Andrew Talansky was a kid with a crazy dream when he rode his bike up and down the William Powell Bridge on Rickenbacker Causeway, pretending Miami’s mountain was a French Alp. He rode the 15-mile loop from the end of Key Biscayne near his home to the toll booth and back multiple times, pretending it was a 150-mile stage through the sunflower fields and vineyards of the Tour de France.
The power of his imagination was even greater than the power of his legs.
So when Talansky pedals to the mile-high peaks of Mont Ventoux and Alpe-d’Huez in the coming weeks, climbing 12-mile stretches with steep 8-percent grades, perhaps he will recall his rides on the short, 78-foot-tall Rickenbacker molehill and smile — if he can manage a smile through gritted teeth during the world’s most spectacular and grueling bike race.
Talansky, 24, is among the promising rookie cyclists in the Tour de France, which began its 100th edition Saturday with a 127-mile ride up the east coast of Corsica and jolts the field Sunday with four climbs along the spine of the island.
“I always wanted to ride in the Tour de France, but now that I’m here it’s kind of unreal,” Talansky said. “It’s a demanding, insane challenge. I know I’ll learn a lot about myself by the time it ends.”
Should Talansky survive stairway-like ascents that are hors categorie (beyond classification), descents that can reach speeds of 70 mph, crashes, illness, exhaustion and mechanical mishaps during the 2,042 miles of the three-week Tour, his arrival in Paris would be via a most unlikely trail. He did not start cycling seriously until age 17 and did it in Miami, not known as an incubator for the next Greg LeMond.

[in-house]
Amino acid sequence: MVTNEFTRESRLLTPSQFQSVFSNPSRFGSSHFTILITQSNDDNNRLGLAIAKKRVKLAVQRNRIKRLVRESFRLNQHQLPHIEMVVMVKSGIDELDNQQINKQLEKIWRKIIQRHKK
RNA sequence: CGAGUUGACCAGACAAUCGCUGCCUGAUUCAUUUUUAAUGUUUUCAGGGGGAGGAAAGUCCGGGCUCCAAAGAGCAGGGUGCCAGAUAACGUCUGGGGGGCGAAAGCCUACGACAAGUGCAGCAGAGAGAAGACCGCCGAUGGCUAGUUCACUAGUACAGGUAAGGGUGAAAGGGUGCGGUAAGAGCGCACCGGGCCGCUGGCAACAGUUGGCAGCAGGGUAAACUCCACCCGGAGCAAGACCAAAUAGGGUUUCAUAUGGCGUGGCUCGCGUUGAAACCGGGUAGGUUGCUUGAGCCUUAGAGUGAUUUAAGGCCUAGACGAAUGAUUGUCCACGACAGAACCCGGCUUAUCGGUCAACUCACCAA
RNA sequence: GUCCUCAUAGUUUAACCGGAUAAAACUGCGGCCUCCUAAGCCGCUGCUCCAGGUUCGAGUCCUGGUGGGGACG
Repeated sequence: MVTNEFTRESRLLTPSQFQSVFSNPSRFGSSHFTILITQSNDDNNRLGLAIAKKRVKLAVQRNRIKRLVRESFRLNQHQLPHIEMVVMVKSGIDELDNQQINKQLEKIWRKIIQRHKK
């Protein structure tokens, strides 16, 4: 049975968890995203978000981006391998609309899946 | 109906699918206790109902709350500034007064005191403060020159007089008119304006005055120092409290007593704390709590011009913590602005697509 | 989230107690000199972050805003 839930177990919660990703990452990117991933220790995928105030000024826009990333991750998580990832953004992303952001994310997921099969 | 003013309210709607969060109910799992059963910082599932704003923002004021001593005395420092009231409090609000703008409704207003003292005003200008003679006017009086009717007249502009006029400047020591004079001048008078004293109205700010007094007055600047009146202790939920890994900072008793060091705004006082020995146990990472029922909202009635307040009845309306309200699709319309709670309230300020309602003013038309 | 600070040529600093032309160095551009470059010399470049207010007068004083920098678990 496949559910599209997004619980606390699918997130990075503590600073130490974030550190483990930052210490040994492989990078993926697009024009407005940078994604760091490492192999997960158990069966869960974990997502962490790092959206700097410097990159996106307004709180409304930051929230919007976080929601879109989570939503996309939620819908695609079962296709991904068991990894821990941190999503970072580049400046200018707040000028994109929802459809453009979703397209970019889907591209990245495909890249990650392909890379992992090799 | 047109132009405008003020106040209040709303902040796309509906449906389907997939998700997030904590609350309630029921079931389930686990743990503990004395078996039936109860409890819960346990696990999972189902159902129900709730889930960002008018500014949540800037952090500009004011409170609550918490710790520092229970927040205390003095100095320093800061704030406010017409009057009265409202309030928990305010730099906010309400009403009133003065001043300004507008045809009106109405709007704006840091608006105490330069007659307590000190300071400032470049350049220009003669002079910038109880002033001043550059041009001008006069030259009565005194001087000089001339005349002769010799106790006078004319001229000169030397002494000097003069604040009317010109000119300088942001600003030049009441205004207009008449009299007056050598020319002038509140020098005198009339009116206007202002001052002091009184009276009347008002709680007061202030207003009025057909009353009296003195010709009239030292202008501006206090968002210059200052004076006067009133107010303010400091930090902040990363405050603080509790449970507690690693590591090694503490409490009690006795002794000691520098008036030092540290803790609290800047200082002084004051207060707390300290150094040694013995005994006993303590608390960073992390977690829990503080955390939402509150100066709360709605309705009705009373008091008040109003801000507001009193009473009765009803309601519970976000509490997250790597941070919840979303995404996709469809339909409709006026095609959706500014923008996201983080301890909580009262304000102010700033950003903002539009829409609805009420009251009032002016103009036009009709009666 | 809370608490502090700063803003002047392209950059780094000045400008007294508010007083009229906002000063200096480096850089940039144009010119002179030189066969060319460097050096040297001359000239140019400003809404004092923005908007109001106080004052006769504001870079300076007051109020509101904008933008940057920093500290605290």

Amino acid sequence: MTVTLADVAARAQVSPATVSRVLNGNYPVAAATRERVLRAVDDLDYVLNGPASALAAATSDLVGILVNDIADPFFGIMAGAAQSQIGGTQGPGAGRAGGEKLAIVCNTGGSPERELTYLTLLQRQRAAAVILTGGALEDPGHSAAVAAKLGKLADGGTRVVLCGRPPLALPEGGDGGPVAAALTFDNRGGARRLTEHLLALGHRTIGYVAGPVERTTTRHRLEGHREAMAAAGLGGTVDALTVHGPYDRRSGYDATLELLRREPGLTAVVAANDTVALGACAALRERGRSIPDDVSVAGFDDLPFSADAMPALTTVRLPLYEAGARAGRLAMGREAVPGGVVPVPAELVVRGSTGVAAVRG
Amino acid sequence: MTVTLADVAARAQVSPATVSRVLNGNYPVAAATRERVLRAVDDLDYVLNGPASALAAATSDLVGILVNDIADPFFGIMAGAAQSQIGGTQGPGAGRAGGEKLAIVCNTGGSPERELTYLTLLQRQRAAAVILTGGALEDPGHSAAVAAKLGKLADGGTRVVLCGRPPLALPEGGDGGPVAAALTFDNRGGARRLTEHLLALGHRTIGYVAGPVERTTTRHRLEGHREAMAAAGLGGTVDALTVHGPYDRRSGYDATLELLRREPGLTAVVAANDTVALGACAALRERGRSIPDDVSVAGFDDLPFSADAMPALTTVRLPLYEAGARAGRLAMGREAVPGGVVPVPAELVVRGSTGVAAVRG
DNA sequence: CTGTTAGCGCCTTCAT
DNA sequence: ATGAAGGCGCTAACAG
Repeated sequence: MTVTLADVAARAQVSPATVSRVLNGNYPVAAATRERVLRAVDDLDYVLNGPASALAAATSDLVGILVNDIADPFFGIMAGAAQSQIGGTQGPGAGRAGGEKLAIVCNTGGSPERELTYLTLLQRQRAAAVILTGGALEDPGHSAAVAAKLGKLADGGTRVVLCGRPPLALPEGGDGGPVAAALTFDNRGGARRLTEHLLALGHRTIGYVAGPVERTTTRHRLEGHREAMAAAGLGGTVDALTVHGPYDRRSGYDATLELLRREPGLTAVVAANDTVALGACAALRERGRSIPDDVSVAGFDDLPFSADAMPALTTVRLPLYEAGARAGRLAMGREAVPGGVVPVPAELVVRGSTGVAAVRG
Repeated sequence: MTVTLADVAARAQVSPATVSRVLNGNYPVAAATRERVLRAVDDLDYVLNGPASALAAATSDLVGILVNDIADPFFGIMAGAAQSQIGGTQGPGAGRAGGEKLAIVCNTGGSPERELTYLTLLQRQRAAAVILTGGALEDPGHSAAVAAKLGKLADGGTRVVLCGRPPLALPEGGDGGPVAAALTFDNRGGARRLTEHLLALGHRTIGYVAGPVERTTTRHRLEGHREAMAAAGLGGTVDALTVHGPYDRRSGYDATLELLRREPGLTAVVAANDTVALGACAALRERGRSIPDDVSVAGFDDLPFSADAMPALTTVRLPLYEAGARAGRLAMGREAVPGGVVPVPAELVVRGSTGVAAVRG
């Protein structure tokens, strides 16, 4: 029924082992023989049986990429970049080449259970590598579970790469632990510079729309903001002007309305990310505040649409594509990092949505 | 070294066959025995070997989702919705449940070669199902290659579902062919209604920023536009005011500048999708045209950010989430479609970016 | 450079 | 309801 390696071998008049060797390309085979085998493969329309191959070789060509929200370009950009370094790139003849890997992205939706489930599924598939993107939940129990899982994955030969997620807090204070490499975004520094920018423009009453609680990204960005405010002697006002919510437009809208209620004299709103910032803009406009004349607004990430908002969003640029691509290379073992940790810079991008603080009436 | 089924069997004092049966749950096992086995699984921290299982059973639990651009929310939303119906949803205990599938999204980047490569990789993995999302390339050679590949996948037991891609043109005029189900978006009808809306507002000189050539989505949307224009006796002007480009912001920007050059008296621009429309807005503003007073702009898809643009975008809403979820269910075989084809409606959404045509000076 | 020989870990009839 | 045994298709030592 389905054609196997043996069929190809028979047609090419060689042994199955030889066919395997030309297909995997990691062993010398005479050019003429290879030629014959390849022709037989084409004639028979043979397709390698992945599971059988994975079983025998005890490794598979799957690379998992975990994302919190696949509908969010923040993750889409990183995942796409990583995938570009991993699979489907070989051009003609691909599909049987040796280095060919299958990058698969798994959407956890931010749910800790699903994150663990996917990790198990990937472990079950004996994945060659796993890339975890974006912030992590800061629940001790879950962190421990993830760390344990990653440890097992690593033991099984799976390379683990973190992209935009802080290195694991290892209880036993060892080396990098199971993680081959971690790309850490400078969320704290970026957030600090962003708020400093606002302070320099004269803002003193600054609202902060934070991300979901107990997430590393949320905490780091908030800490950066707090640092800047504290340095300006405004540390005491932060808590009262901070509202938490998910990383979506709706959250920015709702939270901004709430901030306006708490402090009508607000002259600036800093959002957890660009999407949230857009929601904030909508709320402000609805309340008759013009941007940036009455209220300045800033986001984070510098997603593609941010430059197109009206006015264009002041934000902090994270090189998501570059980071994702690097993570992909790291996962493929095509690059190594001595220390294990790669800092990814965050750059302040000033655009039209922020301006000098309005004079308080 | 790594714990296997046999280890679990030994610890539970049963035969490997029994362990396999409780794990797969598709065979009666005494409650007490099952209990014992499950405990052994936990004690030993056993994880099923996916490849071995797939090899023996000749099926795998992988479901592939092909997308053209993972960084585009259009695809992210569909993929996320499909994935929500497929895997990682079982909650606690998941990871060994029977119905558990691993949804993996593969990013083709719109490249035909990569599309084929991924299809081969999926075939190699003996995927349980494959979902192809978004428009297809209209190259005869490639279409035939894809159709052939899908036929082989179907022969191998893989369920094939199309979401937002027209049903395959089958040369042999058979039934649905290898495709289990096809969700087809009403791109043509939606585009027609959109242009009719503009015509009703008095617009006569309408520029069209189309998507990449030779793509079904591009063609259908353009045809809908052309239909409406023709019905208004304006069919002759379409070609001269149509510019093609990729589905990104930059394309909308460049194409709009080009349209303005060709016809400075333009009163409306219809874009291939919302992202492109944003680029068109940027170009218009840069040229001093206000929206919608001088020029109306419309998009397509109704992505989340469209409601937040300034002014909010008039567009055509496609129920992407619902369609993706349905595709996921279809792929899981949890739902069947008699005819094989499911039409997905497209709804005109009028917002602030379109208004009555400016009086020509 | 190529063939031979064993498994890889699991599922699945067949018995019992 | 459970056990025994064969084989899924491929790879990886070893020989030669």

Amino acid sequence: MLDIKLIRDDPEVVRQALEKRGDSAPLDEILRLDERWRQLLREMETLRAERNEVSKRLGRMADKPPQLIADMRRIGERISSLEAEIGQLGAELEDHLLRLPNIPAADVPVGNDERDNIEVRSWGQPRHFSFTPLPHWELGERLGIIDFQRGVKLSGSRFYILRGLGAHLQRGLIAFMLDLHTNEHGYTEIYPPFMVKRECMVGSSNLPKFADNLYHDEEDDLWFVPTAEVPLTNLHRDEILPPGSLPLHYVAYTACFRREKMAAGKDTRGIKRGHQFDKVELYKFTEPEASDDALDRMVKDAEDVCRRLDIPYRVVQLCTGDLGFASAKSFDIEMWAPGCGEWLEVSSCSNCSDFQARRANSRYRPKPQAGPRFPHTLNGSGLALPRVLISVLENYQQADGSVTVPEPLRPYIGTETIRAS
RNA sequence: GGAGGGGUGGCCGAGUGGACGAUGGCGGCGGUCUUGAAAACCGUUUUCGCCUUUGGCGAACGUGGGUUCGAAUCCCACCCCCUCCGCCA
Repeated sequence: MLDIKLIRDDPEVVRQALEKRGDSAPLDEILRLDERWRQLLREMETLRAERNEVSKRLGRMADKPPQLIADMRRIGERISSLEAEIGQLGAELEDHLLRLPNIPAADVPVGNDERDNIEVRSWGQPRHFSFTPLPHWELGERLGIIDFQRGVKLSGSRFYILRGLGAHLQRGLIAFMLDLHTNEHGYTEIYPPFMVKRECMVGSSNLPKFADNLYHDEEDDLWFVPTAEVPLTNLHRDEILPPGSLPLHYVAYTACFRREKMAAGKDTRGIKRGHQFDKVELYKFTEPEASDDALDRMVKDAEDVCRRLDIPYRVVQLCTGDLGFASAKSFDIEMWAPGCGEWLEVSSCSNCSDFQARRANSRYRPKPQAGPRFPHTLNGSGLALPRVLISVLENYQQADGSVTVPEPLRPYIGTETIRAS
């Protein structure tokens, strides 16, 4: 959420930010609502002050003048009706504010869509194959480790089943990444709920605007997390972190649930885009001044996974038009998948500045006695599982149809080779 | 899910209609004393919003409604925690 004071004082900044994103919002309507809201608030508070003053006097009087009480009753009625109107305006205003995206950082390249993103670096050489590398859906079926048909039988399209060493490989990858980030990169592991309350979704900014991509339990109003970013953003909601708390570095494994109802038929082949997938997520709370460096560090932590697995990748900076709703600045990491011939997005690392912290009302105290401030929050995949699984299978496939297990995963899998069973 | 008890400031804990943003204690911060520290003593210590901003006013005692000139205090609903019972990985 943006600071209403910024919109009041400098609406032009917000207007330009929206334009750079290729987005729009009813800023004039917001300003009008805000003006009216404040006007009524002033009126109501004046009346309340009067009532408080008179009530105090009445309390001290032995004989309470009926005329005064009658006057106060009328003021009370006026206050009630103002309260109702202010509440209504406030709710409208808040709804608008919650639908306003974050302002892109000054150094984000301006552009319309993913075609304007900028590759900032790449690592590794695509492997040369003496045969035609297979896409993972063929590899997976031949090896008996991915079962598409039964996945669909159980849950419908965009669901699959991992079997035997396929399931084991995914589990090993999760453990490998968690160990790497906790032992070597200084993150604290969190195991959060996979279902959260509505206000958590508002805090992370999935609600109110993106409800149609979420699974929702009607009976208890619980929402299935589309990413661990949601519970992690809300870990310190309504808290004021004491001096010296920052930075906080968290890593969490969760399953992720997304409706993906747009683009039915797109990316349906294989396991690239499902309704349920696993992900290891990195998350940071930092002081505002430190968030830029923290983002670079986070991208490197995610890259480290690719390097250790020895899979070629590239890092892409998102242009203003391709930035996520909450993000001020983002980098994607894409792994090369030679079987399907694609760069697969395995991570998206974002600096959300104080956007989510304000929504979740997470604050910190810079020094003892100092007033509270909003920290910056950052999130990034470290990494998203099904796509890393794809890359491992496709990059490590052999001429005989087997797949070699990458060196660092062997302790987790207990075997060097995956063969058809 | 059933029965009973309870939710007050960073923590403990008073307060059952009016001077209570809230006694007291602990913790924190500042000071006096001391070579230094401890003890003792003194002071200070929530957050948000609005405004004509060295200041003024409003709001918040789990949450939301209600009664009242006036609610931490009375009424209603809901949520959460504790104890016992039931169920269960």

With the exception of the Rickenbacker bridge and Mount Trashmore, Miami’s topography resembles the EKG of a flatlined patient. As Marjory Stoneman Douglas wrote in Everglades: River of Grass, South Florida’s clouds are its only mountains.
Talansky is not expected to be on the wheel of favorites Chris Froome of England and Alberto Contador of Spain. But he is a contender for Best Young Rider (25 or under) honors, which means he would don the white jersey on the Champs Elysees podium when the Tour concludes July 21.
“A lot of guys come unraveled the third week,” Talansky said. “If you can be consistent day by day then when someone cracks on a mountain stage, you can put yourself at the front of the pack.”
If Talansky earns the award it would not only be a boost for his career but for his cause: Riding drug-free. He is part of a new generation trying to reinvent the disgraced sport by pledging to stay clean. His team, Garmin-Sharp, has been in the vanguard in the race to distance cycling from its unseemly past, when riders relied on blood doping, steroids, EPO, HGH — an array of banned substances and methods that included testosterone patches and surreptitious transfusion sessions in village inns when blood bags were hung from picture frame hooks.
“It’s like a movement,” Talansky said of Garmin-Sharp’s activist stance, which includes disbanding the entire team if one rider tests positive. “We’re proving you can perform without using drugs. We take pride in accepting responsibility to compete with integrity. We want to be the face of change.”
Talansky, once inspired by seven-time Tour winner Lance Armstrong, is now the anti-Lance of American cycling. Armstrong was stripped of his titles and faces several lawsuits after a U.S. Anti-Doping Agency investigation revealed that he cheated throughout his career, coerced teammates into doping and bullied potential whistle-blowers.
Just as Armstrong’s fervent followers in the cancer community were conned, so too were up-and-coming riders, Talansky said. Armstrong, who made a two-year comeback in 2009-2010 and competed alongside Talansky, created an influential cancer-fighting foundation but also used the story of his survival of the disease as a shield to deny accusations.